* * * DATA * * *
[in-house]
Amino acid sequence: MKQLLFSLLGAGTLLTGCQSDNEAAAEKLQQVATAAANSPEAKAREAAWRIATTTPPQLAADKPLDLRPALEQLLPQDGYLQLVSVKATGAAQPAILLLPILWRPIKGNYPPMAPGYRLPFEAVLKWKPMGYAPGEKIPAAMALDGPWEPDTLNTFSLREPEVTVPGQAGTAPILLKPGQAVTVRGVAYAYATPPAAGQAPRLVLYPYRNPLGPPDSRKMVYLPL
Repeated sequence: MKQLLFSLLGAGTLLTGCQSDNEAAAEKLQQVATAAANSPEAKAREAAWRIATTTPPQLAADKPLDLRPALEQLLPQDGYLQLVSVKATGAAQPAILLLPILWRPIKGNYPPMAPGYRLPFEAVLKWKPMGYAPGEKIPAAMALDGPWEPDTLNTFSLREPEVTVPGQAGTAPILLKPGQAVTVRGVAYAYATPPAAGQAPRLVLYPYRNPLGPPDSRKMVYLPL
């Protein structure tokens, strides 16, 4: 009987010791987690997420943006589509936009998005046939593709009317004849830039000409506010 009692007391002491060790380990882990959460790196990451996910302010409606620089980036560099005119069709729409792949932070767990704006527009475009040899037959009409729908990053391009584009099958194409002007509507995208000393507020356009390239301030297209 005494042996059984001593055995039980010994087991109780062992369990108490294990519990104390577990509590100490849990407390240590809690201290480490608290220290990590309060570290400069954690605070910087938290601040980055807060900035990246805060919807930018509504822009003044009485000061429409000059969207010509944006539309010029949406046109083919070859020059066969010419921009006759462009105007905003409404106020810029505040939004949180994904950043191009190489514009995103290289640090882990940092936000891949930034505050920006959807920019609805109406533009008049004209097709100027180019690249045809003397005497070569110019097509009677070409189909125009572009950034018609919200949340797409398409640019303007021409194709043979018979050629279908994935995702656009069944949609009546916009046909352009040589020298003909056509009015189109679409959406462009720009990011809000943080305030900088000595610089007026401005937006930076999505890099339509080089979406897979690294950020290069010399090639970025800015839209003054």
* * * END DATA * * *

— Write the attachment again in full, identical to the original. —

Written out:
[in-house]
Amino acid sequence: MKQLLFSLLGAGTLLTGCQSDNEAAAEKLQQVATAAANSPEAKAREAAWRIATTTPPQLAADKPLDLRPALEQLLPQDGYLQLVSVKATGAAQPAILLLPILWRPIKGNYPPMAPGYRLPFEAVLKWKPMGYAPGEKIPAAMALDGPWEPDTLNTFSLREPEVTVPGQAGTAPILLKPGQAVTVRGVAYAYATPPAAGQAPRLVLYPYRNPLGPPDSRKMVYLPL
Repeated sequence: MKQLLFSLLGAGTLLTGCQSDNEAAAEKLQQVATAAANSPEAKAREAAWRIATTTPPQLAADKPLDLRPALEQLLPQDGYLQLVSVKATGAAQPAILLLPILWRPIKGNYPPMAPGYRLPFEAVLKWKPMGYAPGEKIPAAMALDGPWEPDTLNTFSLREPEVTVPGQAGTAPILLKPGQAVTVRGVAYAYATPPAAGQAPRLVLYPYRNPLGPPDSRKMVYLPL
């Protein structure tokens, strides 16, 4: 009987010791987690997420943006589509936009998005046939593709009317004849830039000409506010 009692007391002491060790380990882990959460790196990451996910302010409606620089980036560099005119069709729409792949932070767990704006527009475009040899037959009409729908990053391009584009099958194409002007509507995208000393507020356009390239301030297209 005494042996059984001593055995039980010994087991109780062992369990108490294990519990104390577990509590100490849990407390240590809690201290480490608290220290990590309060570290400069954690605070910087938290601040980055807060900035990246805060919807930018509504822009003044009485000061429409000059969207010509944006539309010029949406046109083919070859020059066969010419921009006759462009105007905003409404106020810029505040939004949180994904950043191009190489514009995103290289640090882990940092936000891949930034505050920006959807920019609805109406533009008049004209097709100027180019690249045809003397005497070569110019097509009677070409189909125009572009950034018609919200949340797409398409640019303007021409194709043979018979050629279908994935995702656009069944949609009546916009046909352009040589020298003909056509009015189109679409959406462009720009990011809000943080305030900088000595610089007026401005937006930076999505890099339509080089979406897979690294950020290069010399090639970025800015839209003054």